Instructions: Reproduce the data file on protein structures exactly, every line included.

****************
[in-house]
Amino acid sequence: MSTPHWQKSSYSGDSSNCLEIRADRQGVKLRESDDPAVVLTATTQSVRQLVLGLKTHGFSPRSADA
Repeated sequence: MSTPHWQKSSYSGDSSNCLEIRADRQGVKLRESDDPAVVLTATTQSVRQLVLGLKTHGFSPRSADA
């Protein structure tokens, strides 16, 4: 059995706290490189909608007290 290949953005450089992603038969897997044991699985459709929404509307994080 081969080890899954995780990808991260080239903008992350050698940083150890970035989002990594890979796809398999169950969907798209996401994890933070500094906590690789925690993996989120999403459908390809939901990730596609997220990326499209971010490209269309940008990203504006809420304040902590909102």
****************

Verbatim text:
[in-house]
Amino acid sequence: MSTPHWQKSSYSGDSSNCLEIRADRQGVKLRESDDPAVVLTATTQSVRQLVLGLKTHGFSPRSADA
Repeated sequence: MSTPHWQKSSYSGDSSNCLEIRADRQGVKLRESDDPAVVLTATTQSVRQLVLGLKTHGFSPRSADA
């Protein structure tokens, strides 16, 4: 059995706290490189909608007290 290949953005450089992603038969897997044991699985459709929404509307994080 081969080890899954995780990808991260080239903008992350050698940083150890970035989002990594890979796809398999169950969907798209996401994890933070500094906590690789925690993996989120999403459908390809939901990730596609997220990326499209971010490209269309940008990203504006809420304040902590909102």